than 40 years. The frequency of overweight was calculated to be 48.6% (106/218) in this community (Table 2).
The incidence of obesity was observed to be 23.9% (52/218).
The mean age of participants was 37.4 ± 11.1 years, frequency of hypertension was 40.82%, 53.67%
had greater waist circumference, and 28.4 were hyperglycemic, of which 11% (n = 24/158) were diabetic.
Addiction history was positive in 41.28% cases and the diet of 68.8% study subjects were found to be
mixed.63.3% subjects did not do any exercise. Dyslipidemia was represented in 57.5% of the study population.
The χ2 test in Table 3 revealed that blood pressure, waist circumference, diet and exercise have a
significant (p < 0.05) difference in proportion within each group.
The patient with diabetes and prediabetes have high risk for obesity (p=0.00029).
As shown in Table 4, associated hyperlipedemia increases the risk for obesity. Highest risk was
associated with cholesterol and least with HDL.
Pearson correlation analysis demonstrated significant positive correlation between obesity with BP
(p =0.0077), waist circumference (p < 0.001), plasma glucose (p=0.0011), TC (p =0.0181) and TG (p=0.0381) as
tabulated in Table 5.
Table 1: Desirable range for the measured variables
Variables
Desirable range
Waist circumference
Men: <94 cm; Women: <80 cm
BMI
18.524.9 kg/m2
Pulse
60-90 bpm
BP
<130/80
FPG
<100 mg/dl
HbA1c
<5.7%
Serum cholesterol
<200 mg/dl
Serum TG
<150 mg/dl
Serum LDL
<130 mg/dl
Serum HDL
>50 mg/dl
Serum VLDL
<30 mg/dl
Burden of Obesity in Sedentary Jobs
DOI: 10.9790/0853-1811085154 www.iosrjournals.org 53 | Page
Table 2: Distribution of study population according to body mass index (BMI)
Dependent variables according to BMI in
kg/m2
Frequency
Percentage
Normal (18.5-24.9)
60 (n=218)
27.5
Overweight (25.0-29.9)
106 (n=218)
48.6
Obese (≥30.0)
52 (n=218)
23.9
Table 3: Percentage distribution of obesity status by physiological characteristics and glycemic status by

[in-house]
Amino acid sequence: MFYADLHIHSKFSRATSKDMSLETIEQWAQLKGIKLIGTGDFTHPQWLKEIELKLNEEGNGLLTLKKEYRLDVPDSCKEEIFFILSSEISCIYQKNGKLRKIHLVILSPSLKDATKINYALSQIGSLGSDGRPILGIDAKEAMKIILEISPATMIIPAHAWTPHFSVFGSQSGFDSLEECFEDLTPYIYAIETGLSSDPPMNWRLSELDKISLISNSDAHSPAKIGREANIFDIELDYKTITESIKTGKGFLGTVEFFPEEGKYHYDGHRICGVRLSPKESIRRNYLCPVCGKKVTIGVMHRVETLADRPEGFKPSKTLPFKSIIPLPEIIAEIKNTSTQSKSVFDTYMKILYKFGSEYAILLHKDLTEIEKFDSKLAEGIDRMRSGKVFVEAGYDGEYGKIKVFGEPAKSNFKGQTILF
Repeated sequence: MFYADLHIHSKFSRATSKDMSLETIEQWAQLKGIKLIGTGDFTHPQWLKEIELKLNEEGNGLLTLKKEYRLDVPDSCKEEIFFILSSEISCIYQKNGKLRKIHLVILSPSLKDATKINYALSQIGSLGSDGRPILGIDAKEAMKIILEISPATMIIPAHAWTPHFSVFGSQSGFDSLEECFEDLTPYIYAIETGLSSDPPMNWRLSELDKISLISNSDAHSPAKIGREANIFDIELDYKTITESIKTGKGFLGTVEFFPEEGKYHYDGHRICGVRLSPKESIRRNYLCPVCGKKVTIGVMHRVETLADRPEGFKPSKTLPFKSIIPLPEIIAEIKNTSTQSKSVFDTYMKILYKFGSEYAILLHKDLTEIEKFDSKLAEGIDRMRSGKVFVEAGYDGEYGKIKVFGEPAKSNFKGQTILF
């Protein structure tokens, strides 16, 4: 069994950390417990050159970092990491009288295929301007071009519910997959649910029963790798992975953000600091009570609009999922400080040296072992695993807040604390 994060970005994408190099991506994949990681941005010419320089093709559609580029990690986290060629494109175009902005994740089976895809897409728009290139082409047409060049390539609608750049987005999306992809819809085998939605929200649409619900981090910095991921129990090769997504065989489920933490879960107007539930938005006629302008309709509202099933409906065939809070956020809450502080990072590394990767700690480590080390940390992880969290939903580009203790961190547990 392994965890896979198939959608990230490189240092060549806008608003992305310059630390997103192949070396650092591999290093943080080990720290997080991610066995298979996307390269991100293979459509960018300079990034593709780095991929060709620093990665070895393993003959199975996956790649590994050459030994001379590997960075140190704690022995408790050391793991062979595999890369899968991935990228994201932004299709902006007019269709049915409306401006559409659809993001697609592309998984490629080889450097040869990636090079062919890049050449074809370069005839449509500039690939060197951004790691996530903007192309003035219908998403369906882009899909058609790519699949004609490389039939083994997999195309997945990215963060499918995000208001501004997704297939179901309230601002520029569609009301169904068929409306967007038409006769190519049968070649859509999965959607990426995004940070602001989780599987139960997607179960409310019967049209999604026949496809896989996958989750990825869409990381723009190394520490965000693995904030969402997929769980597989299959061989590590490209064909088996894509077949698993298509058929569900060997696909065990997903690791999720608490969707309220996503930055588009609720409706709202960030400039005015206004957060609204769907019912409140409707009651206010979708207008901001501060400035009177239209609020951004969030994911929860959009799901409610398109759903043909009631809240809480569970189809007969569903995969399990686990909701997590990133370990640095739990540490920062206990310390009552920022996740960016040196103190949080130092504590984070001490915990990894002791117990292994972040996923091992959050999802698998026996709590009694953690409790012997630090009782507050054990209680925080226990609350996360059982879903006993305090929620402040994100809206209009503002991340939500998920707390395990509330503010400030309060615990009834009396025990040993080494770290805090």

chi-squared test.
Variable
Normal
Overweight
Total
p-value
Age group in years
20-40
>40
40
20
76
30
148
70
0.4256
Gender
Males
Females
38
22
60
46
128
90
0.7453
BP (mm Hg)
Normotensive
Hypertensive
47
13
55
51
129
89
0.0019
Waist circumference
(cm)
Normal
High
50
10
30
76
101
117
<0.0001
Diet
Vegetarian
Mixed
10
50
42
64
68
150
0.0091
Addiction history
Positive
Negative
20
40
44
62
90
128
0.2022
Exercise
Yes
No
40
20
30
76
80
138
<0.0001
Glycemic status
Normoglycemic
Prediabetes
Diabetes
50
7
3
80
20
6
156
38
24
0.00029
*p < 0.05 significant difference
Table 4: Lipid profile association with BMI
Variables
Odds ratio
95% CI
Lower
95% CI
Higher
p-value
Total cholesterol (mg/dl) Desirable (<200)
Moderate and high risk (≥200)
3.75
2.75
5.11
<0.01**
TG (mg/dl)
Desirable (<150)
Moderate and high risk (≥150)
3.18
2.43
4.16
<0.01**
HDL (mg/dl)
Desirable (≥50)
Moderate and high risk (<50)
1.76
1.25
2.47
0.12
LDL (mg/dl)
Desirable (<129)
Moderate and high risk (≥129)
3.28
2.46
4.37
<0.01**
(Logistic regression, *p < 0.05 significant difference)
Table 5: Pearson correlation between BMI and physiological and biochemical parameters
BMI
Pearson correlation
Significance (two tailed)
n
Age
0.12
0.077
218
Pulse
0.10
0.141
218
BP
0.18
0.0077*
218
BMI
1
218
Waist circumference
0.27
<0.001**
218
Plasma glucose
0.22
0.0011*
218
Cholesterol
0.16
0.0181*
218
TG
0.14
0.0381*
218
Burden of Obesity in Sedentary Jobs
DOI: 10.9790/0853-1811085154 www.iosrjournals.org 54 | Page
LDL
0.11
0.1053
218
HDL
-0.08
0.2395
218
*p < 0.05 significant difference
V. Discussions:
The prevalence of overweight (48.6%) and obesity (23.9%) recorded in the present study are more than
to 36.0% and 6.5% for overweight and obesity, respectively, reported among senior civil servants in Kuala
Lumpur[2] and 33.4% for overweight/obesity reported among white collar employees in Nepal.[3]
Previously, higher lipid profile and obesity have been reported among hypertensive Nigerians [4]
which was similar in our study. The positive correlations observed between the lipids and BMI were in
corroboration with previous studies,[5,6] and reaffirmed the role of lipids in the pathophysiology of overweight